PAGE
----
Every time I walk my neighborhood, I keep my eyes peeled for treasures, because the streets and alleys around my house yield the most amazing things.
Here are my favorite roadside rescues from over the years. First up, these Waterford candlesticks I found in a pile of trash. I'd been getting teased by my Lovely Daughters about my "trashy" habits, so I ignored the pile for a week. When I couldn't stand it any longer, I gave it a stir, and these beauties appeared!:
This fiddle-backed chair was a bit beat up and had an ugly, faded pink fabric seat. But underneath, a handwritten note seemed to indicate it was made in the 1840s. I had it professionally restored, and the restorer said, Yup. It's from the mid-1840s, American made:
In anther post, I'll show you how it looks now that it's all fixed.
When I first saw this sofa, it was very beat up and had hideous, clunky fretwork and ugly Chippendale-style legs. (No "before" photo; sorry!) I had it stripped down to the wood, recovered, and fitted with graceful, curvy legs.
Now it resides in the living room of Lovely Daughter #1. (I know purple velvet might not be everybody's cup of tea, but she--and I--like it.):
Then there was this hutch, which I spied when I was out walking a dog. I practically ran home with a panting pup and said to my husband, "You have to come NOW! Help me get this hutch!" Luckily, it was still there when we went back with the minivan:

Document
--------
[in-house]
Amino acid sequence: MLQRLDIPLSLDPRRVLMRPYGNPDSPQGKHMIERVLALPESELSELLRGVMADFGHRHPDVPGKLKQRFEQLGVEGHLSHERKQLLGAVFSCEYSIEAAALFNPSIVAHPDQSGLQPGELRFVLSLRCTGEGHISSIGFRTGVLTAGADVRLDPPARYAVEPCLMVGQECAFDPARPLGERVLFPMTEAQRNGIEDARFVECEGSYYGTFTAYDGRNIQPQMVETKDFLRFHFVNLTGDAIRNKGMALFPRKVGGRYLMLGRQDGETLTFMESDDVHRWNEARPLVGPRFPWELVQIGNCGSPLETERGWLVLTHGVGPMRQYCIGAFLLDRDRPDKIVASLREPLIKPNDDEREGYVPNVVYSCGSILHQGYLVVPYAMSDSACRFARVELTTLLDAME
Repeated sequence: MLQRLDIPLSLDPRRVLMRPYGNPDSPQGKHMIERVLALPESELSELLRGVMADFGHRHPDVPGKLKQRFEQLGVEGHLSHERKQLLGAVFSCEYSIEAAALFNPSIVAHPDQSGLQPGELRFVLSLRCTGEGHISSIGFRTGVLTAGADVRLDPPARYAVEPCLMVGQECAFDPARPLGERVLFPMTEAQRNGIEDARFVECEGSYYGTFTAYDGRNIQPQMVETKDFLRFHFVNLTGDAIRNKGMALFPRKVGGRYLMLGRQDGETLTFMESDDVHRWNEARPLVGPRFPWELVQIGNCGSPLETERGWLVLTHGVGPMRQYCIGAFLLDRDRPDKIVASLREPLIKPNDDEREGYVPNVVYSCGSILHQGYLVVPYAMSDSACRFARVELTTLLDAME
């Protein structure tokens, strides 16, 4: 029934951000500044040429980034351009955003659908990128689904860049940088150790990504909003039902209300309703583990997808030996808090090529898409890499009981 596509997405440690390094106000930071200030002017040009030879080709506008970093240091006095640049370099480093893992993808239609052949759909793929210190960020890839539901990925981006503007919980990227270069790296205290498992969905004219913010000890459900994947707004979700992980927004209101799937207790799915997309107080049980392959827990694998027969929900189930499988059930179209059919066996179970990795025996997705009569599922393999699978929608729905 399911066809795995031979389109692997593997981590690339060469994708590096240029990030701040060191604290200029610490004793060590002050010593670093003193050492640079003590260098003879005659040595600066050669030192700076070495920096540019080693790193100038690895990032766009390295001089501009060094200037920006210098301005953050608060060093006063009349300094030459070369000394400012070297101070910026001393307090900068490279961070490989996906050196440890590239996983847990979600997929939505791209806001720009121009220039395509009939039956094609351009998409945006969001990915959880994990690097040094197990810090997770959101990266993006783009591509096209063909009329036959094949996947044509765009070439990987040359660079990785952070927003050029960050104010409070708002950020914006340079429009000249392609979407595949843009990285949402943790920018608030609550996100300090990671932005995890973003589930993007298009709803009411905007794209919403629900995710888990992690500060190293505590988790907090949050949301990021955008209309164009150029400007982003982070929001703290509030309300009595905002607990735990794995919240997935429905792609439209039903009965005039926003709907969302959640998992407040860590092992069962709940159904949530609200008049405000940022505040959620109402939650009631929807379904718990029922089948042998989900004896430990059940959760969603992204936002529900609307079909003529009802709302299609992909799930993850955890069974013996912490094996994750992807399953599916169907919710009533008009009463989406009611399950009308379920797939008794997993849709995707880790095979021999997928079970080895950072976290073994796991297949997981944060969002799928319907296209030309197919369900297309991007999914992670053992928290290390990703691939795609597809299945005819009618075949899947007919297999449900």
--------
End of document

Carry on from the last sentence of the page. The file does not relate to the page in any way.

I found this curvy, beveled mirror behind a beauty shop, resting next to the dumpster. Just to be sure I wasn't taking something I shouldn't, I asked before sprinting it home. Now it's in the guest bathroom and looks like it's happy there:
This little turquoise rocker was in an alley. Seriously, how cute is this? Now it sits in a corner of our family room, where it just looks cute, all day long:
(Yes, Mu Shu, you look cute, too!)
Another alley find. This twisty-legged table has a logo branded into the wood on the underside, indicating that it's American made and from at least the 1930s, if not a little earlier. I may end up painting it, but for now, I enjoy it just the way it is:
Of all the things I've rescued from the side of the road, this little terrier is the most precious. I found her zooming down the street in a sheer panic. Luckily, I was in my car, so I followed her carefully until she dropped, panting heavily, in the corner of a garden. With a little bit of coaxing (and a bowl of water from the dog supplies I keep in my car), I was able to get her to a vet to find out if she was microchipped.
She was, and the next day she was reunited with a grateful owner.
I wonder if her name might be "Waterford."